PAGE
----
AN INSPIRING POEM:

No Dragon Slayer

I am a dragon.

I fly through the sky though heavy with wings like steel, never tiring.

I land upon the sea perched on delicate feet, never sinking.

I plunge to the deepest depth below, never gasping.

I do not need to breathe like you.

I do not need to breathe.

I am a green white pink white purple white dragon.

I float in clouds and am invisible.

I climb among trees and am a giant.

I balance on the mountain top only to witness.

I do not need to rest like you.

I do not need to rest.

I am a mythical, imaginary, remembered and forgotten dragon.

I do not fly among you, but I would.

I may not fly forever, but I could.

I will not fly in silence, though I should.

I am not defeated by you.

I am not defeated.

I am a dragon.

I hope that poem, and the poems and stories inside of you, can remind you that you are a warrior against CF – but that doesn’t mean you can’t be fragile, or lonely, or lose sight, some days, of where your battle is headed. You are still a warrior, and you will not be defeated.


CONCLUSION One warrior among us who comes to mind this evening is Ms. Emily Schaller – who was initially slotted to speak to you. I would be remiss if I did not share with you that she is absent because she is in the hospital, fighting her personal battle with CF. Emily is the Founder of an organization called “Rock CF” – which I am pleased to support. Emily and I share the goal of increasing the quality of life for patients with CF. Each year, through support of the CF Foundation’s research initiatives, we are pleased to see new treatments and studies emerge. These initiatives will change the lives of patients. I am old enough to remember the years that some of our regularly used medications were first released – and what an impact they had on my, and my sister’s, every day life as young teenagers. Knowing that our efforts – and the efforts we are making this evening – will directly impact the life and lifestyle of young people with CF – affects us deeply. We know that every moment of effort, and every dollar raised, helps a specific person with CF, with a specific need.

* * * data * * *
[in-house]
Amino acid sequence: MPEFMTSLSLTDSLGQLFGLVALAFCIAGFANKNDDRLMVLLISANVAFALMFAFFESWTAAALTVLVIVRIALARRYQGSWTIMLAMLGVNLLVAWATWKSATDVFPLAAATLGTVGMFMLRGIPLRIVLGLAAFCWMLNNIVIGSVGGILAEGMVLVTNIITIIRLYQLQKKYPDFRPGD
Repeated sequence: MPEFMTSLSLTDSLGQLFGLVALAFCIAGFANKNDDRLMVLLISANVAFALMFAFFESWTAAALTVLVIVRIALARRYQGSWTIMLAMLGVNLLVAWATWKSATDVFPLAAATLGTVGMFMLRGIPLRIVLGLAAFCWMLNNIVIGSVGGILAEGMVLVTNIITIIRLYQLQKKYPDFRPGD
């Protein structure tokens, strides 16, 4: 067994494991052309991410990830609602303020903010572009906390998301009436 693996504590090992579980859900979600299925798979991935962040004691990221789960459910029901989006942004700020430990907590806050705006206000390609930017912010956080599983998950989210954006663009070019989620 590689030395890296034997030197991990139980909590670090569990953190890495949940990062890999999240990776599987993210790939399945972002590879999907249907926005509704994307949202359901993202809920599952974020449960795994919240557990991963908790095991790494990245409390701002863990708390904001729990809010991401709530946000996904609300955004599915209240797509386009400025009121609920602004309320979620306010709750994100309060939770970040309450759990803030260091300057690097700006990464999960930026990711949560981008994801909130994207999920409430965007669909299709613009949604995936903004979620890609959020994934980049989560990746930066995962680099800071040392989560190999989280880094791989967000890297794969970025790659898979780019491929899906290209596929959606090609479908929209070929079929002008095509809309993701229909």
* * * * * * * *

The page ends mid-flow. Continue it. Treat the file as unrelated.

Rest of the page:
One thing that “Rock CF” and the Cystic Fibrosis Foundation does, is get patients excited about exercise in all its different forms. Both Emily and I are crazy believers in the importance and benefits of exercise – for her, it’s serious cardio like running and biking. For me, it’s yoga, swimming, or dance. We have a shared goal that each patient will find his or her own stride and feel confident to try new forms of exercise. Emily’s dream is to out run, out ride and out rock CF!

On a more personal note, Emily is in the hospital right now – in a position that I'm all too familiar with – one I was in just a few years ago, and then earlier this month, and then just this morning. Emily is putting her health first, above her aspirations, her social life, her personal fleeting happiness. Emily is putting her health first SO THAT she can continue to fulfill her aspirations. Don’t we wish the she didn’t have to choose one, over the other? Her health, over her happiness? Emily deserves a life that is free from Cystic Fibrosis, and so do I, and so do you, or your spouse, or your child. We all deserve a life that is full without being clouded by our illness.

Thank you so much for inviting me into your community tonight, I hope you enjoy the  Auction and have a good time tonight – you earned it!

***

Thanks for reading my speech notes, xo

1 comment:

  1. Well said, CG. Looks likes you did a great job filling in. Nice assist.

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Thanks for commenting! Your comment will be posted ! -CG